Monday, January 31, 2011

Victoria's Restless For Soap Diversity

This is a guest post from the ever fabulous Monica of Transgriot

I had the pleasure of meeting Victoria Rowell during my airline days and watching her on one of my fave soap the Young And The Restless.

Now in conjunction with the Urban League's Marc Morial and Dr. Cornel West,  Rowell is working tirelessly on a mission to fight the decline in diversity in the daytime television world in front of and behind the cameras.

She played Drucilla Winters on the most watched soap amongst African-American viewers, but is distressed about what she calls 'Soap Opera Apartheid'

The author of Secrets of a Soap Opera Diva was getting major pushback from people in that world as well.
“I was proactive around closing the chasm at the lack of diversity behind the lens as well in front of the lens. There is tremendous pushback behind the lens not to bring me back,“ Rowell said during an interview back in August .  “Because I will put in play what has now disappeared. In 38 years, there has never been one Black writer, producer or director and it goes on and on. We have no Black hair or makeup [person].”
She's got a point.  Currently General Hospital's Michele Val Jean and One Life to Live's Aida Croal are the only African American writers in daytime television.  Note they are both with ABC soaps.
Y&R , CBS and its parent company Sony of course denied the soap opera apartheid exists and defensively pointed to the five African descended actors and the characters they play on the show.   But Kristoff St. John, Darius McCrary, Tonya Lee Williams, Tatyana Ali and Julia Pace Mitchell are on so infrequently if you blink you'll miss them.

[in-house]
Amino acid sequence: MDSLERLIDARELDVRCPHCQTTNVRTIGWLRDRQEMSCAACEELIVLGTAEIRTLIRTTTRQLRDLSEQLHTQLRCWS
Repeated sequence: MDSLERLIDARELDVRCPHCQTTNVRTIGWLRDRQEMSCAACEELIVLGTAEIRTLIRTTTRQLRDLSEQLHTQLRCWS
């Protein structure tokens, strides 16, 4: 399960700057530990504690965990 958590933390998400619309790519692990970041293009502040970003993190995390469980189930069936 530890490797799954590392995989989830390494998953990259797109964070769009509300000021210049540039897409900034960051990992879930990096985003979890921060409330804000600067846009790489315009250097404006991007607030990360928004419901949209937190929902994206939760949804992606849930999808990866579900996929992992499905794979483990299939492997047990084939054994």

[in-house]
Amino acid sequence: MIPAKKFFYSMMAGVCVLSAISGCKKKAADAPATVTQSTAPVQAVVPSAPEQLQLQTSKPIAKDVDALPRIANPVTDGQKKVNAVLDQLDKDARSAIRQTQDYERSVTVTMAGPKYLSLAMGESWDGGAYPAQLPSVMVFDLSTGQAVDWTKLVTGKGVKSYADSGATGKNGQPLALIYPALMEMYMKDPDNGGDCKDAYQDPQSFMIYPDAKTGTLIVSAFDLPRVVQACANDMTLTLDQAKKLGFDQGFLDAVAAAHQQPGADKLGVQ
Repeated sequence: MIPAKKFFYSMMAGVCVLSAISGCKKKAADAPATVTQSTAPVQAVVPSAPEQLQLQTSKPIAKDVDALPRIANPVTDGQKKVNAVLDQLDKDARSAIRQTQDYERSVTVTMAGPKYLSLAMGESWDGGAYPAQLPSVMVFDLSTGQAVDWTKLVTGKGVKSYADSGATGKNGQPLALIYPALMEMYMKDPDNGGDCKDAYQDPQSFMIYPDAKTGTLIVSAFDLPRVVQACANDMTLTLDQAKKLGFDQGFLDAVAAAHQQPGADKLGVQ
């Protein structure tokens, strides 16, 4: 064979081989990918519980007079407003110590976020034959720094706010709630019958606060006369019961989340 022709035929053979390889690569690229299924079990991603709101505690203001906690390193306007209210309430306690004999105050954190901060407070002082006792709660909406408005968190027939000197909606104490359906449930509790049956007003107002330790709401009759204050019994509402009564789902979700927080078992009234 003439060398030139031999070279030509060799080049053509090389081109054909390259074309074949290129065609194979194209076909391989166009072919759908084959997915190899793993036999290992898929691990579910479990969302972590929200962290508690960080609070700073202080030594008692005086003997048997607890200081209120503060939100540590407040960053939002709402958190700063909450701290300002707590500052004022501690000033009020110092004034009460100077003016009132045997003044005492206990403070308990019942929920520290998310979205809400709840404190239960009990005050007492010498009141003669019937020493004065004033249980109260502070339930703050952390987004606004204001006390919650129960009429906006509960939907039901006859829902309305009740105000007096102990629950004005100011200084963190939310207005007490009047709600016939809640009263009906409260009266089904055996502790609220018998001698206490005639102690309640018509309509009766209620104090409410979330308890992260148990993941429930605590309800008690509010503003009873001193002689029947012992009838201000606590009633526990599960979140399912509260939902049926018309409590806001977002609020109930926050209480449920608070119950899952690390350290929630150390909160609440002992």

I got so tired of not seeing them on a regular basis I quit watching the show and started watching All My Children again since they brought Darnell Williams and Debbi Morgan back in 2008 and have more African-American characters on it again with meaningful storylines .
Rowell's campaign has begun to get results in the face of growing pissivity over the situation with African American soap opera fans, increased media attention and escalating boycott threats.  The Young and the Restless hired their first African-American writer in the history of the show in Susan Dansby.  

The veteran soap writer was given a six week deal that will start in February.  Rowell and the Urban League are pushing for that to be extended far longer than that considering Dansby's distinguished track record in the soap world.

But as Victoria said in the upcoming February 1 Soap Opera Digest issue that she will be the over girl for:  


"I do not enjoy having to change lines to create an authenticity for the black family."

Nor should she have to.